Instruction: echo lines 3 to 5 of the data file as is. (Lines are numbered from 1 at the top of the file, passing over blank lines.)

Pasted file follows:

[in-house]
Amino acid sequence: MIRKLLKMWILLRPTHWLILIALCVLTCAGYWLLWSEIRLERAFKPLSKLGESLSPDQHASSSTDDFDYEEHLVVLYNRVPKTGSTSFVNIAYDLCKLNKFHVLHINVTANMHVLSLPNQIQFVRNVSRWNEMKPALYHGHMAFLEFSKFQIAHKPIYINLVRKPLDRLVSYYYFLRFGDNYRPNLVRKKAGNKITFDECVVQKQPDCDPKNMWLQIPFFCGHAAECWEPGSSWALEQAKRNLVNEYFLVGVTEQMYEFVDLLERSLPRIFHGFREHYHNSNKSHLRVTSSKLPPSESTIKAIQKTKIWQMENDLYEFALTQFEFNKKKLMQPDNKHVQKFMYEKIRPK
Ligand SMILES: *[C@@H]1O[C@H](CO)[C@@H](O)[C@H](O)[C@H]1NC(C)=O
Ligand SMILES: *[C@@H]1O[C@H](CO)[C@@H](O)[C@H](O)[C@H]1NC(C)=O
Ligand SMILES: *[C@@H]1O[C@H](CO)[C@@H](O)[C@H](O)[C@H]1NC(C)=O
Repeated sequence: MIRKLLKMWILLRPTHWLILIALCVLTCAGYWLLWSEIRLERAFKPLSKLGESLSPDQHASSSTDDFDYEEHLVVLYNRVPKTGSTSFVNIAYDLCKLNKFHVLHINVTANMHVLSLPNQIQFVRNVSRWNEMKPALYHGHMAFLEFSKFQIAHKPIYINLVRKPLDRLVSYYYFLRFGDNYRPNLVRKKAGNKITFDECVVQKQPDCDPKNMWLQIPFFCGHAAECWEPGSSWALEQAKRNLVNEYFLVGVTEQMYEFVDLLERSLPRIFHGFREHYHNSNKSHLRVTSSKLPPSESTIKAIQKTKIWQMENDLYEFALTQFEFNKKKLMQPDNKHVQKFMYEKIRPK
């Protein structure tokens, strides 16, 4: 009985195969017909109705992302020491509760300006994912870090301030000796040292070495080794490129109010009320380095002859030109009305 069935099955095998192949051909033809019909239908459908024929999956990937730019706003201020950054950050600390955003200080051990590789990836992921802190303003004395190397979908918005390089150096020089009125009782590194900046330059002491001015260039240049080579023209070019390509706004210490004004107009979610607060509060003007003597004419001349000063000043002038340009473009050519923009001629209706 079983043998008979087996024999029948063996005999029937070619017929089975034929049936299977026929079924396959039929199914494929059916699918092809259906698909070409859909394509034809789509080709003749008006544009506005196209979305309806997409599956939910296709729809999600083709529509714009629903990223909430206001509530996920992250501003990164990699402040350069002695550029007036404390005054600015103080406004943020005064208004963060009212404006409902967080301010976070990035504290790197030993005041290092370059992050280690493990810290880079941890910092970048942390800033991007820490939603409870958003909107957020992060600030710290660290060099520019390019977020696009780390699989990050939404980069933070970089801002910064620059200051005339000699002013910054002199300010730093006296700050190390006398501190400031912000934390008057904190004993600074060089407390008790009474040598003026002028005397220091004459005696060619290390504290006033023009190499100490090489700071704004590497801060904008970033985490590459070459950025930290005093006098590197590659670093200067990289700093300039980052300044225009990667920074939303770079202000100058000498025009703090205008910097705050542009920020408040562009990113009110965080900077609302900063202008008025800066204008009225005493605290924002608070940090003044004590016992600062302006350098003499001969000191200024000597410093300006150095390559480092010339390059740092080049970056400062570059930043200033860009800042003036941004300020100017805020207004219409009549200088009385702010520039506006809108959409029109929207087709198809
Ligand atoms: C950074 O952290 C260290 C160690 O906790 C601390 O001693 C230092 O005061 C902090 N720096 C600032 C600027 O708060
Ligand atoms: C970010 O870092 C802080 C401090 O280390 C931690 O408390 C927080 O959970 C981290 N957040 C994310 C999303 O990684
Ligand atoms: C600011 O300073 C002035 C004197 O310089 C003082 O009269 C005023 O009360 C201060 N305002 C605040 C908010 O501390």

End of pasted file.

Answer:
Ligand SMILES: *[C@@H]1O[C@H](CO)[C@@H](O)[C@H](O)[C@H]1NC(C)=O
Ligand SMILES: *[C@@H]1O[C@H](CO)[C@@H](O)[C@H](O)[C@H]1NC(C)=O
Ligand SMILES: *[C@@H]1O[C@H](CO)[C@@H](O)[C@H](O)[C@H]1NC(C)=O